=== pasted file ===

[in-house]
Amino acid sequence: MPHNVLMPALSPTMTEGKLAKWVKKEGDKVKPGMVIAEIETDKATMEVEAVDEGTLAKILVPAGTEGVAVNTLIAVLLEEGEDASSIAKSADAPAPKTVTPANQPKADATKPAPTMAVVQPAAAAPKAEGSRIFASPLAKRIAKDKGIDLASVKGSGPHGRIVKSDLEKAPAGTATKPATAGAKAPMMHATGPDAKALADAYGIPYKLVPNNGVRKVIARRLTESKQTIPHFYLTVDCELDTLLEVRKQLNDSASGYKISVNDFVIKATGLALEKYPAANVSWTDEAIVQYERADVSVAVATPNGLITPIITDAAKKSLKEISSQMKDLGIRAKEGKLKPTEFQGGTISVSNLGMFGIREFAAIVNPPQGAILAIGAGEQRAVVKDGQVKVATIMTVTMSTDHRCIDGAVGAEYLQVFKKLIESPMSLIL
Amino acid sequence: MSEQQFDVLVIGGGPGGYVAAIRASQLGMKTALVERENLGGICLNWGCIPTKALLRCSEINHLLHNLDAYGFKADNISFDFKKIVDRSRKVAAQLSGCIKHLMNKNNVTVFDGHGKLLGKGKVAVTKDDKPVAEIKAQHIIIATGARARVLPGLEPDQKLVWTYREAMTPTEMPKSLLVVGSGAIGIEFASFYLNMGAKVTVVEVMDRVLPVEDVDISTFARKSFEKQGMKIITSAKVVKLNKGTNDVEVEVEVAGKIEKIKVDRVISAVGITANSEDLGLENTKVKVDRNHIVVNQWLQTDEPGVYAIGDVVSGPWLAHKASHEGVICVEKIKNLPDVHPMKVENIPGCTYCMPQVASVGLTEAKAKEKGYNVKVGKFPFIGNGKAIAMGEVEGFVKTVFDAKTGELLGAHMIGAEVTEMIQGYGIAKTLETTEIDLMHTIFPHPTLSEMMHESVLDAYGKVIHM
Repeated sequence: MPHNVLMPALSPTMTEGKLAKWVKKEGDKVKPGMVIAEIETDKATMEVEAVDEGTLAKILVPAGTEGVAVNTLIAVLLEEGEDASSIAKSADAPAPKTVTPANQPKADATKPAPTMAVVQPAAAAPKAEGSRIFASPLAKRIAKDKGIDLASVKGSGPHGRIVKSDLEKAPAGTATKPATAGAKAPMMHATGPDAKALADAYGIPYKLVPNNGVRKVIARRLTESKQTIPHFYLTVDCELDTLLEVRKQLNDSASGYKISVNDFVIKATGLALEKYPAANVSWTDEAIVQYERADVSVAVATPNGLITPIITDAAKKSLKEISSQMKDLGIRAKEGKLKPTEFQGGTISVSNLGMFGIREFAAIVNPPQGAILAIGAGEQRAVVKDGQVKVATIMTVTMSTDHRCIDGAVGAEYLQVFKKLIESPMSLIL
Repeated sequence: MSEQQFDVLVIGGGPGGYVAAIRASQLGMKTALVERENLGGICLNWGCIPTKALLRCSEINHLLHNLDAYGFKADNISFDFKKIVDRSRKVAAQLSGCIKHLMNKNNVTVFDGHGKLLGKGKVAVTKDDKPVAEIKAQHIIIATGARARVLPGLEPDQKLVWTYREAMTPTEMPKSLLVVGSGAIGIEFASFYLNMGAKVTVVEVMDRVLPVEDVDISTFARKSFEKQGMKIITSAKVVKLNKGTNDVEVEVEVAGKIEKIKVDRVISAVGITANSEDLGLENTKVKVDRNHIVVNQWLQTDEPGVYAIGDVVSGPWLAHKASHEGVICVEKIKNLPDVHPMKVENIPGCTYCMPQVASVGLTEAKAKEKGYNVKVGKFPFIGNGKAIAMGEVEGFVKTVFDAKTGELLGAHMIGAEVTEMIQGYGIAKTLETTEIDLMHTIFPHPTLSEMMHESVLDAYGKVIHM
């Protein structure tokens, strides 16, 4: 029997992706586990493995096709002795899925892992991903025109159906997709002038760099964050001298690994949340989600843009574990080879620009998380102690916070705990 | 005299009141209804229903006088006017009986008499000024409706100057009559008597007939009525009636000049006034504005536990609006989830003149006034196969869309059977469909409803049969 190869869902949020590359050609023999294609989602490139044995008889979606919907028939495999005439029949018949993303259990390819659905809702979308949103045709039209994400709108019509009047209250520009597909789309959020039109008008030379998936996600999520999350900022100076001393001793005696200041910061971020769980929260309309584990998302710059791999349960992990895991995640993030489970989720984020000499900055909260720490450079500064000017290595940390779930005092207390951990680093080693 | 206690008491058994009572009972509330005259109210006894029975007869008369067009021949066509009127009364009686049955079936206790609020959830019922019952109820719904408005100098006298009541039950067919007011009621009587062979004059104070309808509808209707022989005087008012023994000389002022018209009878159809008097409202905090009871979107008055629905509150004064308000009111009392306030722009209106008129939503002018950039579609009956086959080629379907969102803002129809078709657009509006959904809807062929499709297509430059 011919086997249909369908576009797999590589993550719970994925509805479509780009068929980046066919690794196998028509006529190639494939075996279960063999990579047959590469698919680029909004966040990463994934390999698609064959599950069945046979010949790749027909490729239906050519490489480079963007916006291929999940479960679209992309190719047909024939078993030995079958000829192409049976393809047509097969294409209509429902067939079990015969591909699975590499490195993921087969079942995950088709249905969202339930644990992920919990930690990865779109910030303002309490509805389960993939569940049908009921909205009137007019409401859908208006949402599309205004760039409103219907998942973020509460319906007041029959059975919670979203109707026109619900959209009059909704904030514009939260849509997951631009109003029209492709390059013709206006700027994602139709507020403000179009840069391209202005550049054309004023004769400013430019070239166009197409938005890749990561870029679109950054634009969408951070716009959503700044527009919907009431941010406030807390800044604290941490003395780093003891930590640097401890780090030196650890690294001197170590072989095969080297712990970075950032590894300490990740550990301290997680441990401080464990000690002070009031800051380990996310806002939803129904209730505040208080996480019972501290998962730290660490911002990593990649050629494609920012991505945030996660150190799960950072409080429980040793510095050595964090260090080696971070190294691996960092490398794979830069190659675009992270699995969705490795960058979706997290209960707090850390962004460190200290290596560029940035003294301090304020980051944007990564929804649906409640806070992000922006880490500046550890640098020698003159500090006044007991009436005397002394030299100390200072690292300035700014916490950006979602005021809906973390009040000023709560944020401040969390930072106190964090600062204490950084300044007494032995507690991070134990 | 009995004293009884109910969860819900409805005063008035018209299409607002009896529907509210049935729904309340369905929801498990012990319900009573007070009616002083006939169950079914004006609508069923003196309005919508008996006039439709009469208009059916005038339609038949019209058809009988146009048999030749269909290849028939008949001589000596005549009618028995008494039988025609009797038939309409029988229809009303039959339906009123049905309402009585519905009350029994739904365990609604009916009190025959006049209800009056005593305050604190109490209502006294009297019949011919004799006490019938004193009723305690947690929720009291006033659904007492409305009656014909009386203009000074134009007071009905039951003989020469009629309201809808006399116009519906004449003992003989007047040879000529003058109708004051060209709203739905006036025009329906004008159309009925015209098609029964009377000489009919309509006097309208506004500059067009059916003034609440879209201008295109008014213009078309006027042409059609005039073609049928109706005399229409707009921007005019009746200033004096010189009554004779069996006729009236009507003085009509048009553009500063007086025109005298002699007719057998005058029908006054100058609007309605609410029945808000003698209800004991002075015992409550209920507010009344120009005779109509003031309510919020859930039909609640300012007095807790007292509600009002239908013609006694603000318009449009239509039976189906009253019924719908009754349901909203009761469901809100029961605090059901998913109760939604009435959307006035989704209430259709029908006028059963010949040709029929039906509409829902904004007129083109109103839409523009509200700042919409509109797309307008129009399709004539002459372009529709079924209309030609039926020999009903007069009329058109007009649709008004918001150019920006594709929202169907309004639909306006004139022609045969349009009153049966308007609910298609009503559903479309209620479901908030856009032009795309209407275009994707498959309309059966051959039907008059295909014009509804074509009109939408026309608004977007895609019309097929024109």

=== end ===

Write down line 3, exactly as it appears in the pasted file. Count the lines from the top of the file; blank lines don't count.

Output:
Amino acid sequence: MSEQQFDVLVIGGGPGGYVAAIRASQLGMKTALVERENLGGICLNWGCIPTKALLRCSEINHLLHNLDAYGFKADNISFDFKKIVDRSRKVAAQLSGCIKHLMNKNNVTVFDGHGKLLGKGKVAVTKDDKPVAEIKAQHIIIATGARARVLPGLEPDQKLVWTYREAMTPTEMPKSLLVVGSGAIGIEFASFYLNMGAKVTVVEVMDRVLPVEDVDISTFARKSFEKQGMKIITSAKVVKLNKGTNDVEVEVEVAGKIEKIKVDRVISAVGITANSEDLGLENTKVKVDRNHIVVNQWLQTDEPGVYAIGDVVSGPWLAHKASHEGVICVEKIKNLPDVHPMKVENIPGCTYCMPQVASVGLTEAKAKEKGYNVKVGKFPFIGNGKAIAMGEVEGFVKTVFDAKTGELLGAHMIGAEVTEMIQGYGIAKTLETTEIDLMHTIFPHPTLSEMMHESVLDAYGKVIHM